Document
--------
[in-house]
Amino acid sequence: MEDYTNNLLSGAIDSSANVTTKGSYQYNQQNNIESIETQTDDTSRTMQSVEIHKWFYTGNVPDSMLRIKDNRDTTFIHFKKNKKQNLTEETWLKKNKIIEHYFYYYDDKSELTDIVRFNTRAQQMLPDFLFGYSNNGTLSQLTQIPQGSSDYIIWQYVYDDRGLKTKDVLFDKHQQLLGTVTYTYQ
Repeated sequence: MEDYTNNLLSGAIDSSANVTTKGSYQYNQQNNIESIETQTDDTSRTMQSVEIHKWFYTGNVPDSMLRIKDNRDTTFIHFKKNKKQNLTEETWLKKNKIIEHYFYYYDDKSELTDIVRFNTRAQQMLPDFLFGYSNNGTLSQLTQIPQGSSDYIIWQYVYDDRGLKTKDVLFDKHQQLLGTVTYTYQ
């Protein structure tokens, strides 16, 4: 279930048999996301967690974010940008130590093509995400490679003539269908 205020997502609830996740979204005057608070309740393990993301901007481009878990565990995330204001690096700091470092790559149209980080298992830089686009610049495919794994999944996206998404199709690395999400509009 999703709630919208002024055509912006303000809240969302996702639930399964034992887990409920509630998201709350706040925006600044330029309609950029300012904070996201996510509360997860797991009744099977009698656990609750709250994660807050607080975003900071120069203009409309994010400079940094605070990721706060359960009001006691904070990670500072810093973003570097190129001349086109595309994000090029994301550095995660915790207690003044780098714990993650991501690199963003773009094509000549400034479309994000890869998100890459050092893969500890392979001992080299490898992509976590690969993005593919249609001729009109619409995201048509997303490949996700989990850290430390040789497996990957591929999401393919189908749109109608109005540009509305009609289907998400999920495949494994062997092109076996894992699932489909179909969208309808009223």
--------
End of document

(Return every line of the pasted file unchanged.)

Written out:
[in-house]
Amino acid sequence: MEDYTNNLLSGAIDSSANVTTKGSYQYNQQNNIESIETQTDDTSRTMQSVEIHKWFYTGNVPDSMLRIKDNRDTTFIHFKKNKKQNLTEETWLKKNKIIEHYFYYYDDKSELTDIVRFNTRAQQMLPDFLFGYSNNGTLSQLTQIPQGSSDYIIWQYVYDDRGLKTKDVLFDKHQQLLGTVTYTYQ
Repeated sequence: MEDYTNNLLSGAIDSSANVTTKGSYQYNQQNNIESIETQTDDTSRTMQSVEIHKWFYTGNVPDSMLRIKDNRDTTFIHFKKNKKQNLTEETWLKKNKIIEHYFYYYDDKSELTDIVRFNTRAQQMLPDFLFGYSNNGTLSQLTQIPQGSSDYIIWQYVYDDRGLKTKDVLFDKHQQLLGTVTYTYQ
């Protein structure tokens, strides 16, 4: 279930048999996301967690974010940008130590093509995400490679003539269908 205020997502609830996740979204005057608070309740393990993301901007481009878990565990995330204001690096700091470092790559149209980080298992830089686009610049495919794994999944996206998404199709690395999400509009 999703709630919208002024055509912006303000809240969302996702639930399964034992887990409920509630998201709350706040925006600044330029309609950029300012904070996201996510509360997860797991009744099977009698656990609750709250994660807050607080975003900071120069203009409309994010400079940094605070990721706060359960009001006691904070990670500072810093973003570097190129001349086109595309994000090029994301550095995660915790207690003044780098714990993650991501690199963003773009094509000549400034479309994000890869998100890459050092893969500890392979001992080299490898992509976590690969993005593919249609001729009109619409995201048509997303490949996700989990850290430390040789497996990957591929999401393919189908749109109608109005540009509305009609289907998400999920495949494994062997092109076996894992699932489909179909969208309808009223």